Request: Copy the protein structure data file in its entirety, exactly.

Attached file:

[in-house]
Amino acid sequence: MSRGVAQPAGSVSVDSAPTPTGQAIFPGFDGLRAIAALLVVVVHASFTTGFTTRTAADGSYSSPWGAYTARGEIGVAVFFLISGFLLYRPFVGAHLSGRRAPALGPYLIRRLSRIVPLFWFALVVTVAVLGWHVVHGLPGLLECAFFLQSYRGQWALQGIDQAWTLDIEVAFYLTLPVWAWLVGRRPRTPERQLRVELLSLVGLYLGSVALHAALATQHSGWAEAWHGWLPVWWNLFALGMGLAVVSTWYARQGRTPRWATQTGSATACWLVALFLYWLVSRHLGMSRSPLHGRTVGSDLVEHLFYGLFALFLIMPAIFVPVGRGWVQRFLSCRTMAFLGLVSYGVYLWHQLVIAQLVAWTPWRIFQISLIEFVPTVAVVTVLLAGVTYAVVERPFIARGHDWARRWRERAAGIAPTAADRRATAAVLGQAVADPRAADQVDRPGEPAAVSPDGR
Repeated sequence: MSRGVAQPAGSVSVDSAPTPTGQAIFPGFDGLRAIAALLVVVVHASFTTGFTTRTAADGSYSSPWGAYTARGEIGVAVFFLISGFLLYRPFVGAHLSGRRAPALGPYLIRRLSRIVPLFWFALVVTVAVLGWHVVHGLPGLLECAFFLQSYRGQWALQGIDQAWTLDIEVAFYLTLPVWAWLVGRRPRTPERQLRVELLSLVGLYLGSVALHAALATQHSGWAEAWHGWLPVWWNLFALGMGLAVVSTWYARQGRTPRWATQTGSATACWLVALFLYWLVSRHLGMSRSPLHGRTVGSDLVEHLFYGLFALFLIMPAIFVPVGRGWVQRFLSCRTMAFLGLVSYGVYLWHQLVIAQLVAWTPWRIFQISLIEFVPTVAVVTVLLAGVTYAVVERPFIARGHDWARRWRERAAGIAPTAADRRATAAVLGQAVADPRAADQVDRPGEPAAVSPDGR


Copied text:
[in-house]
Amino acid sequence: MSRGVAQPAGSVSVDSAPTPTGQAIFPGFDGLRAIAALLVVVVHASFTTGFTTRTAADGSYSSPWGAYTARGEIGVAVFFLISGFLLYRPFVGAHLSGRRAPALGPYLIRRLSRIVPLFWFALVVTVAVLGWHVVHGLPGLLECAFFLQSYRGQWALQGIDQAWTLDIEVAFYLTLPVWAWLVGRRPRTPERQLRVELLSLVGLYLGSVALHAALATQHSGWAEAWHGWLPVWWNLFALGMGLAVVSTWYARQGRTPRWATQTGSATACWLVALFLYWLVSRHLGMSRSPLHGRTVGSDLVEHLFYGLFALFLIMPAIFVPVGRGWVQRFLSCRTMAFLGLVSYGVYLWHQLVIAQLVAWTPWRIFQISLIEFVPTVAVVTVLLAGVTYAVVERPFIARGHDWARRWRERAAGIAPTAADRRATAAVLGQAVADPRAADQVDRPGEPAAVSPDGR
Repeated sequence: MSRGVAQPAGSVSVDSAPTPTGQAIFPGFDGLRAIAALLVVVVHASFTTGFTTRTAADGSYSSPWGAYTARGEIGVAVFFLISGFLLYRPFVGAHLSGRRAPALGPYLIRRLSRIVPLFWFALVVTVAVLGWHVVHGLPGLLECAFFLQSYRGQWALQGIDQAWTLDIEVAFYLTLPVWAWLVGRRPRTPERQLRVELLSLVGLYLGSVALHAALATQHSGWAEAWHGWLPVWWNLFALGMGLAVVSTWYARQGRTPRWATQTGSATACWLVALFLYWLVSRHLGMSRSPLHGRTVGSDLVEHLFYGLFALFLIMPAIFVPVGRGWVQRFLSCRTMAFLGLVSYGVYLWHQLVIAQLVAWTPWRIFQISLIEFVPTVAVVTVLLAGVTYAVVERPFIARGHDWARRWRERAAGIAPTAADRRATAAVLGQAVADPRAADQVDRPGEPAAVSPDGR